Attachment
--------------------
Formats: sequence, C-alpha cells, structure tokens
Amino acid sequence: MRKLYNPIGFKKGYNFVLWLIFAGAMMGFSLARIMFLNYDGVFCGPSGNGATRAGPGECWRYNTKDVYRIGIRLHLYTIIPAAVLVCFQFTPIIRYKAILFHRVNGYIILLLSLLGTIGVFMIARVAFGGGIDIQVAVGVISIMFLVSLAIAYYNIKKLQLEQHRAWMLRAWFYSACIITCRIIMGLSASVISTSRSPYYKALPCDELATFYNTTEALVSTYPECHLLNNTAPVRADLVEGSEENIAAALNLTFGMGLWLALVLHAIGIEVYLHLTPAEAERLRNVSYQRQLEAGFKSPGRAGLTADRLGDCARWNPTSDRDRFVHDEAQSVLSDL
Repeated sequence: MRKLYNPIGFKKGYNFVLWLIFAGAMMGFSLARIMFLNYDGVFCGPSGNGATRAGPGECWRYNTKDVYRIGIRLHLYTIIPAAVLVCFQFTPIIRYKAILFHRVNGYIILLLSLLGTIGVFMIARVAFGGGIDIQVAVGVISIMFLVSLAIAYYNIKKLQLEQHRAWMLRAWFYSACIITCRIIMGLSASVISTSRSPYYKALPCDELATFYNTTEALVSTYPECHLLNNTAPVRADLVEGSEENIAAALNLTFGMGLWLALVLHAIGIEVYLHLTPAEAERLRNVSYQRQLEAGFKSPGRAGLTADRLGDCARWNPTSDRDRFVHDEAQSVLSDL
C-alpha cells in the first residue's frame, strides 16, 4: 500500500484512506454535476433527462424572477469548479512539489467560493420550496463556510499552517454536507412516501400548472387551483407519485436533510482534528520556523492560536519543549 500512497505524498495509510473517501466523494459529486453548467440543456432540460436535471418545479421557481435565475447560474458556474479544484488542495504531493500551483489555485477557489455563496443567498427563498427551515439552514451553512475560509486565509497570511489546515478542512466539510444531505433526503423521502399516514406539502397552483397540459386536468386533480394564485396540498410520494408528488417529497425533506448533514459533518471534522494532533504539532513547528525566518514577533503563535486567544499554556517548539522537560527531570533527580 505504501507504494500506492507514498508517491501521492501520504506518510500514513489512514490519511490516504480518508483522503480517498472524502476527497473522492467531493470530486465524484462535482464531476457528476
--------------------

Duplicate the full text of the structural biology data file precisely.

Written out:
Formats: sequence, C-alpha cells, structure tokens
Amino acid sequence: MRKLYNPIGFKKGYNFVLWLIFAGAMMGFSLARIMFLNYDGVFCGPSGNGATRAGPGECWRYNTKDVYRIGIRLHLYTIIPAAVLVCFQFTPIIRYKAILFHRVNGYIILLLSLLGTIGVFMIARVAFGGGIDIQVAVGVISIMFLVSLAIAYYNIKKLQLEQHRAWMLRAWFYSACIITCRIIMGLSASVISTSRSPYYKALPCDELATFYNTTEALVSTYPECHLLNNTAPVRADLVEGSEENIAAALNLTFGMGLWLALVLHAIGIEVYLHLTPAEAERLRNVSYQRQLEAGFKSPGRAGLTADRLGDCARWNPTSDRDRFVHDEAQSVLSDL
Repeated sequence: MRKLYNPIGFKKGYNFVLWLIFAGAMMGFSLARIMFLNYDGVFCGPSGNGATRAGPGECWRYNTKDVYRIGIRLHLYTIIPAAVLVCFQFTPIIRYKAILFHRVNGYIILLLSLLGTIGVFMIARVAFGGGIDIQVAVGVISIMFLVSLAIAYYNIKKLQLEQHRAWMLRAWFYSACIITCRIIMGLSASVISTSRSPYYKALPCDELATFYNTTEALVSTYPECHLLNNTAPVRADLVEGSEENIAAALNLTFGMGLWLALVLHAIGIEVYLHLTPAEAERLRNVSYQRQLEAGFKSPGRAGLTADRLGDCARWNPTSDRDRFVHDEAQSVLSDL
C-alpha cells in the first residue's frame, strides 16, 4: 500500500484512506454535476433527462424572477469548479512539489467560493420550496463556510499552517454536507412516501400548472387551483407519485436533510482534528520556523492560536519543549 500512497505524498495509510473517501466523494459529486453548467440543456432540460436535471418545479421557481435565475447560474458556474479544484488542495504531493500551483489555485477557489455563496443567498427563498427551515439552514451553512475560509486565509497570511489546515478542512466539510444531505433526503423521502399516514406539502397552483397540459386536468386533480394564485396540498410520494408528488417529497425533506448533514459533518471534522494532533504539532513547528525566518514577533503563535486567544499554556517548539522537560527531570533527580 505504501507504494500506492507514498508517491501521492501520504506518510500514513489512514490519511490516504480518508483522503480517498472524502476527497473522492467531493470530486465524484462535482464531476457528476